In a piece now posted on ESPN.com, senior writer John Clayton writes on the recent injury to 49ers wide receiver Michael Crabtree and the trend of members from the 2009 draft class that are no longer with their original team.
Crabtree enters the final year of his rookie contract in 2013, and the cap-tight 49ers will need to make a difficult decision next offseason which could be tied to how he recovers from the recent setback.
While Crabtree performed at a high level last season, the class has largely (and especially among the first-round selections) failed to meet expectations that greeted them upon their NFL arrival.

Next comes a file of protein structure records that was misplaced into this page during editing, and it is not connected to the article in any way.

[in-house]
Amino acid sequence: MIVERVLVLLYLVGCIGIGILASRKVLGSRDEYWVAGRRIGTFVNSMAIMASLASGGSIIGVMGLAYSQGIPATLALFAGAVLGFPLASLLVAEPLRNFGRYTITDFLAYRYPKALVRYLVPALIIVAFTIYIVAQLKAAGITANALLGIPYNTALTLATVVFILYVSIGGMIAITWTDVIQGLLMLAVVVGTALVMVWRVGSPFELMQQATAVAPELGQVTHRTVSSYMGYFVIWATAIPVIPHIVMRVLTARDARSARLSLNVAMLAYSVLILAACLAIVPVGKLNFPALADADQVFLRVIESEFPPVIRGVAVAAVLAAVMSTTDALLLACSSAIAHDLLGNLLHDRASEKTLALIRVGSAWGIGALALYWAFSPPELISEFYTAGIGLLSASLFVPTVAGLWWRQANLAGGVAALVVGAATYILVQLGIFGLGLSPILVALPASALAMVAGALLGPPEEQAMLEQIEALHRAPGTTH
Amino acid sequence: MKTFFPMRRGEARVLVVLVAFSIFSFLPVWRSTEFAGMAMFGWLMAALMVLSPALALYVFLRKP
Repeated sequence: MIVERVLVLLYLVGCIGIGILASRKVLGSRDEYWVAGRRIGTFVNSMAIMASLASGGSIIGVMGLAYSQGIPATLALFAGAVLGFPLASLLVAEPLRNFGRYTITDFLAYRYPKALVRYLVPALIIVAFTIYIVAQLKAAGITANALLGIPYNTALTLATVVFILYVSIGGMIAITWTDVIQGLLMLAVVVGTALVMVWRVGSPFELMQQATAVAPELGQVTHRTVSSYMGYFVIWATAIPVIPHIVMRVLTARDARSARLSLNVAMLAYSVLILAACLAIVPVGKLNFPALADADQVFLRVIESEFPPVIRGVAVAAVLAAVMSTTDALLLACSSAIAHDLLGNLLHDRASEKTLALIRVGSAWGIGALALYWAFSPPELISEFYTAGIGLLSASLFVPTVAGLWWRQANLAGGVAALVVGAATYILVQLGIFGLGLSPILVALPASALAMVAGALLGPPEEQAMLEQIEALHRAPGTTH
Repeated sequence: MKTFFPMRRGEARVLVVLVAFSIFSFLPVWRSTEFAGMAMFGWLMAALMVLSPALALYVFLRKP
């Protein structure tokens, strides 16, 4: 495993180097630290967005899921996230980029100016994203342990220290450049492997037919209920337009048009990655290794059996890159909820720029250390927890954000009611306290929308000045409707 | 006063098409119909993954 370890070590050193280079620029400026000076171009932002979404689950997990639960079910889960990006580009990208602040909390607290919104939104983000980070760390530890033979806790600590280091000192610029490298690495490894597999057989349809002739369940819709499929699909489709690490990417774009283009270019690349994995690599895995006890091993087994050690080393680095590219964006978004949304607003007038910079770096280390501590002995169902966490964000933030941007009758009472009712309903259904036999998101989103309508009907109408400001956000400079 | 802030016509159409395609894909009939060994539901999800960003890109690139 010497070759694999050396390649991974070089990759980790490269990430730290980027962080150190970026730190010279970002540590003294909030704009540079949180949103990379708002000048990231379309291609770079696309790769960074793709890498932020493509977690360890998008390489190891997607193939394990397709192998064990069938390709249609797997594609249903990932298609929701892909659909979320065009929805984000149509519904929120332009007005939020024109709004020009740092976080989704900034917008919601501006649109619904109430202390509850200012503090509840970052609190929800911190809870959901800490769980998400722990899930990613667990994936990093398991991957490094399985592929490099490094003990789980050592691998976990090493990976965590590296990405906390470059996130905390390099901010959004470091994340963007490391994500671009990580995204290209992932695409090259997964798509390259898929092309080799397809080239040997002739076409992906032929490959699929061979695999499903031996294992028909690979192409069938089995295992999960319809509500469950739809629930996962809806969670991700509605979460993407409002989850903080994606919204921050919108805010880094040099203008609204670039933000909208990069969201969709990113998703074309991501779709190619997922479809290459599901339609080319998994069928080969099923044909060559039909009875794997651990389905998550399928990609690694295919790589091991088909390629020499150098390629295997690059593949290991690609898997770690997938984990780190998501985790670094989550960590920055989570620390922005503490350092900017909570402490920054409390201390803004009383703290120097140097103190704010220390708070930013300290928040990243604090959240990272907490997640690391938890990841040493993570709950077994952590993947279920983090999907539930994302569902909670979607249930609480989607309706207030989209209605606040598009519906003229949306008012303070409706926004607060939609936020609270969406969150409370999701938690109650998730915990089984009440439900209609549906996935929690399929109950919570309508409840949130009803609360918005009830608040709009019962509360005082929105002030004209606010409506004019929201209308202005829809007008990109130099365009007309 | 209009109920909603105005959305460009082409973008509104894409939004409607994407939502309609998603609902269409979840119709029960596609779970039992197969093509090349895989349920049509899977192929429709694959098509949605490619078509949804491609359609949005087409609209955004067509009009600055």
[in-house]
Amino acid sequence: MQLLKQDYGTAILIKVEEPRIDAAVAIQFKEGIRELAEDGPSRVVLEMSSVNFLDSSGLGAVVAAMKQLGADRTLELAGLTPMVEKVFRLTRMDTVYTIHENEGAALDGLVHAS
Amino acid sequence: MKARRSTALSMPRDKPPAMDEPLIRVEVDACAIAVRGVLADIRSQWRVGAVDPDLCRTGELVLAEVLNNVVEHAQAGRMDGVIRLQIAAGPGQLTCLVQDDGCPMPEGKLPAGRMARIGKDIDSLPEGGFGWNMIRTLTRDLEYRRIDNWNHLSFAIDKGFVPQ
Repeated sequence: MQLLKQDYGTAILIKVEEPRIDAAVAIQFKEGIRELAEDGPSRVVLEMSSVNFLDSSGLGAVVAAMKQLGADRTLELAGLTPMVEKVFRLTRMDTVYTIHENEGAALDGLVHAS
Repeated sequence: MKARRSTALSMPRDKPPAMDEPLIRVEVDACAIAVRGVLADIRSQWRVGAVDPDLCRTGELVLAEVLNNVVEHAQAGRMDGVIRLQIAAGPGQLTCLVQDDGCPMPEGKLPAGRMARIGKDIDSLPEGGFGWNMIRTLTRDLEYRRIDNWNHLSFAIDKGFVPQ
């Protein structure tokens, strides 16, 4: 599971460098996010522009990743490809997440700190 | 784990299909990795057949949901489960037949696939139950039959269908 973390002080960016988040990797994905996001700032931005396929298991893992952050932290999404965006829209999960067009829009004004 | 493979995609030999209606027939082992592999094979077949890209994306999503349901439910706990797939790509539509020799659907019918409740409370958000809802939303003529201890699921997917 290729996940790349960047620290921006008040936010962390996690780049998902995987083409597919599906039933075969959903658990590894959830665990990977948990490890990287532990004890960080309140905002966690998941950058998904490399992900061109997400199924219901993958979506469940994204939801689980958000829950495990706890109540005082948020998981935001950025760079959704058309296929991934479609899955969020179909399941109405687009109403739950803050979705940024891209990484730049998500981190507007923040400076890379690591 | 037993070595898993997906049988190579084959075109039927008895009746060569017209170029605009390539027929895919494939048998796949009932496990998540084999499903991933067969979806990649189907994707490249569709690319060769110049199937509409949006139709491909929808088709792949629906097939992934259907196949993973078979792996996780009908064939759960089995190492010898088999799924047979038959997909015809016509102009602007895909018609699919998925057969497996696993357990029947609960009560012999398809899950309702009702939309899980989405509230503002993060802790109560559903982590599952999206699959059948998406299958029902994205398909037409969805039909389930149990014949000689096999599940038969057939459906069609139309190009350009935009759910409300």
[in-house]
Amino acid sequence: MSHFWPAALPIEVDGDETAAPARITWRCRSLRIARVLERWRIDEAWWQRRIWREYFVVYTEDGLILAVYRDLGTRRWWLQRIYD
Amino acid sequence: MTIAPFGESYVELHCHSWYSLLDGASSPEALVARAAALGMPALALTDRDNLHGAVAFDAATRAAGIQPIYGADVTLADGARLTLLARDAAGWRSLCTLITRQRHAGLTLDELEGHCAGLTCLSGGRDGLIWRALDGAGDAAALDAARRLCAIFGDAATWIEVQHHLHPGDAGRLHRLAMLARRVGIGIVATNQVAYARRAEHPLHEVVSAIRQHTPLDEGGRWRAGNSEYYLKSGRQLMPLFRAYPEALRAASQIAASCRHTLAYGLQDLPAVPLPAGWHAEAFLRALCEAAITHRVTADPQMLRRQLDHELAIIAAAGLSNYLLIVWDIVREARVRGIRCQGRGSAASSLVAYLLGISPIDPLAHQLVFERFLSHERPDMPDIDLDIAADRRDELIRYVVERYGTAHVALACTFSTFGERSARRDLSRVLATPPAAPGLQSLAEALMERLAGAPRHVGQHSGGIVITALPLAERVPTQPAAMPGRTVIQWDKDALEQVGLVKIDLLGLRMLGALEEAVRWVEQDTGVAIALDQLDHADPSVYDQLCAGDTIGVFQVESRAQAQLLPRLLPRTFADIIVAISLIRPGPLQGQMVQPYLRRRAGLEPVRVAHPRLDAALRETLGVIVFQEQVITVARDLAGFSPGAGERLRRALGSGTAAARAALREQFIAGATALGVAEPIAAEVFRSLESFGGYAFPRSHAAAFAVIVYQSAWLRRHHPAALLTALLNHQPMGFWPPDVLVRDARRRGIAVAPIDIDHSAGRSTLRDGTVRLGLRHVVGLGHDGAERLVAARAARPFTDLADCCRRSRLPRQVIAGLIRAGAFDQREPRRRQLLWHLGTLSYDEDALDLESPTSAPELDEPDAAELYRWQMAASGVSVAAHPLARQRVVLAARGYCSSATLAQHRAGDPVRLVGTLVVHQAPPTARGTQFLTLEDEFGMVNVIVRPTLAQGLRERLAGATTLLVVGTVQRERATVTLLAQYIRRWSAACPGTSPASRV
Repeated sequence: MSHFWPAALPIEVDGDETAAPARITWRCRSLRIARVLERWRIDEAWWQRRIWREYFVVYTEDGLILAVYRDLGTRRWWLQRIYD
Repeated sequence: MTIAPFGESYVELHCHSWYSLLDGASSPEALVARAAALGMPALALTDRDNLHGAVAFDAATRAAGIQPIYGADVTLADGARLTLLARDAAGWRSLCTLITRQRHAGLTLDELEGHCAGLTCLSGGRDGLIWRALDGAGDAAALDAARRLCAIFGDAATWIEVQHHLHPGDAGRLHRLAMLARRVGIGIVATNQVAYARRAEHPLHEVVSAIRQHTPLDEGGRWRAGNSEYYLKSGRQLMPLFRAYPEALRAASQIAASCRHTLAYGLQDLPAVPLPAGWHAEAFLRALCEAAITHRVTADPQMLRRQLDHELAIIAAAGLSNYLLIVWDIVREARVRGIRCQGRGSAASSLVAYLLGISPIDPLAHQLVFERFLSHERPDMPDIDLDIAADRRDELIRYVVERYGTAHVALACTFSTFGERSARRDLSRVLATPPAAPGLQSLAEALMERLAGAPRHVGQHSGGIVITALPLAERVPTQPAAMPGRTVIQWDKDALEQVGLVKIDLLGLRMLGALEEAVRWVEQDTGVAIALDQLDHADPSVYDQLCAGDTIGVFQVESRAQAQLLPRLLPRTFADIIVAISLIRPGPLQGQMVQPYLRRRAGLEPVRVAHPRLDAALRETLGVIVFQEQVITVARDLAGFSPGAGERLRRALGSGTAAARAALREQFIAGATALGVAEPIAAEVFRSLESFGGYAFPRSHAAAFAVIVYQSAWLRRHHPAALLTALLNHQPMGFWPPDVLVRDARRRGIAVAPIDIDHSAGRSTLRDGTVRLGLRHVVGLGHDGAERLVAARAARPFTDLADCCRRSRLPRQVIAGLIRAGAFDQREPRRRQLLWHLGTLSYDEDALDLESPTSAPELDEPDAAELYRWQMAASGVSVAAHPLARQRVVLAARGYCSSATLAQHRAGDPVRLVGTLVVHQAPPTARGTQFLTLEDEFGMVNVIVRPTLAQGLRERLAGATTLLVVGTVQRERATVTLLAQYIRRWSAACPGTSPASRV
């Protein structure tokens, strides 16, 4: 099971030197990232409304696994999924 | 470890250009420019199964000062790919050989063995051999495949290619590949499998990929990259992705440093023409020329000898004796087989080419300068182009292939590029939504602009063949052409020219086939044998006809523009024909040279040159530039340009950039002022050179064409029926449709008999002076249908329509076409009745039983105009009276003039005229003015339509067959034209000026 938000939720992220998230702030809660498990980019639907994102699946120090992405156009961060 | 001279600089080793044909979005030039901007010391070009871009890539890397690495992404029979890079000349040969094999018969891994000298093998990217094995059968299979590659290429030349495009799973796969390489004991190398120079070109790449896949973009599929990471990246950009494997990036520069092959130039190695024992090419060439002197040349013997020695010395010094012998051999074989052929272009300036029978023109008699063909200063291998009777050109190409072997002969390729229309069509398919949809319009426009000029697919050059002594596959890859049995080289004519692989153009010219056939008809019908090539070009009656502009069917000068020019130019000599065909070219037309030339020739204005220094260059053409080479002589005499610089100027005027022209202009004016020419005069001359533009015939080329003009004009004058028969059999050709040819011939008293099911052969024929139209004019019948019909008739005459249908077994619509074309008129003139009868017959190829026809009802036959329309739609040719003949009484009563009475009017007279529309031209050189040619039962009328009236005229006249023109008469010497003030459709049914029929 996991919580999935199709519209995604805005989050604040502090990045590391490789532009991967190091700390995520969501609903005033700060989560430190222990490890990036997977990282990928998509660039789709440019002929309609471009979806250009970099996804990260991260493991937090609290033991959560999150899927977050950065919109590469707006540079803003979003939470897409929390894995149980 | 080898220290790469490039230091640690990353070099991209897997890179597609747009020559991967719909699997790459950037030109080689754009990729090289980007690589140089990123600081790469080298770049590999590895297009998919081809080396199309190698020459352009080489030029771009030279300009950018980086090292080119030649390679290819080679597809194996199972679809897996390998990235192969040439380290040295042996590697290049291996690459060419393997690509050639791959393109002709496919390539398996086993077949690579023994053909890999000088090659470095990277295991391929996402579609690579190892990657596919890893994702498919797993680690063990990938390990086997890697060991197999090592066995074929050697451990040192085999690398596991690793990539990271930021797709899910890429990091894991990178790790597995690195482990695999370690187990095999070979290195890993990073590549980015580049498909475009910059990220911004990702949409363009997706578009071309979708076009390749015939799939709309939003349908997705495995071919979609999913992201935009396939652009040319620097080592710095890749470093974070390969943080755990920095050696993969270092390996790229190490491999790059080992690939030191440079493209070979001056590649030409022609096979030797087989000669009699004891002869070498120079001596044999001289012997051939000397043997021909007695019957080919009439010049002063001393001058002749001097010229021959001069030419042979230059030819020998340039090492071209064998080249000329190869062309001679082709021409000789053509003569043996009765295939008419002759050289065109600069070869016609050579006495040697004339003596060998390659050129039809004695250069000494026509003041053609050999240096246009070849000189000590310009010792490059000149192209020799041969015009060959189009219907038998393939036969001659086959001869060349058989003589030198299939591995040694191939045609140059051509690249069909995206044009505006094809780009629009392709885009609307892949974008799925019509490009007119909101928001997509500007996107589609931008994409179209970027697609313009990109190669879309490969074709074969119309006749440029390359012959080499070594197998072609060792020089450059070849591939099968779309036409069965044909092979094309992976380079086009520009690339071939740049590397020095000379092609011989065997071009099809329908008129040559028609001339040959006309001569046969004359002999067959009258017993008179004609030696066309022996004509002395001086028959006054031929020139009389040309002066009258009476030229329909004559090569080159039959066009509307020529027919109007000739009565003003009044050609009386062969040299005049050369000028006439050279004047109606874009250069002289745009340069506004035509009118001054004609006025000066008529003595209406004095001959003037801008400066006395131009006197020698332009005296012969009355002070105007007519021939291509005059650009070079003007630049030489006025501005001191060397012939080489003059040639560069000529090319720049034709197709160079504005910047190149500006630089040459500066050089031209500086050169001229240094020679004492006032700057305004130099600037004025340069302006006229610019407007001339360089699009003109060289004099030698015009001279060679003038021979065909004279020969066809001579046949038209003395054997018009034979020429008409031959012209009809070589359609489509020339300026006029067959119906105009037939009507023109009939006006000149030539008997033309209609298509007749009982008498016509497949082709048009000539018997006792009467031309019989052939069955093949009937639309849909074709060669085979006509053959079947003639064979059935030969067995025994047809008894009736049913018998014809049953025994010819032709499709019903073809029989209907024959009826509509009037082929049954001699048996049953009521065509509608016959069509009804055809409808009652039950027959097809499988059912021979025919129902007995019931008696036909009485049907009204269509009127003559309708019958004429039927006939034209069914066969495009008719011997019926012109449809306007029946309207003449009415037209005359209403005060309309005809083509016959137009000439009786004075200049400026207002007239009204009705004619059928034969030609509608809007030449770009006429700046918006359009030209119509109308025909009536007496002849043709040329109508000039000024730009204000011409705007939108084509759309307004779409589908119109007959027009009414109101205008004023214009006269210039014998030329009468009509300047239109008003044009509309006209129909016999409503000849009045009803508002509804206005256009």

While Sebastian Vollmer (second round) has evolved into arguably the best right tackle in the NFL and Julian Edelman (seventh round) proved last season that he can be an integral piece when healthy, the Patriots' 2009 class didn't pan out the way many expected. The team had four choices in the second round, with the three other besides Vollmer now playing for different teams (Ron Brace, Redskins; Darius Butler, Colts; Patrick Chung, Eagles).
That class was a Patriots-specific reminder that the draft is a difficult process for teams to consistently master, and also that "grades" are best handed-out at least a few years after the draft takes place.
And while the Patriots likely wish they could re-do some of those 2009 picks, it turns out, as Clayton notes, that they aren't the only team who hasn't seen the return on their investments that they anticipated.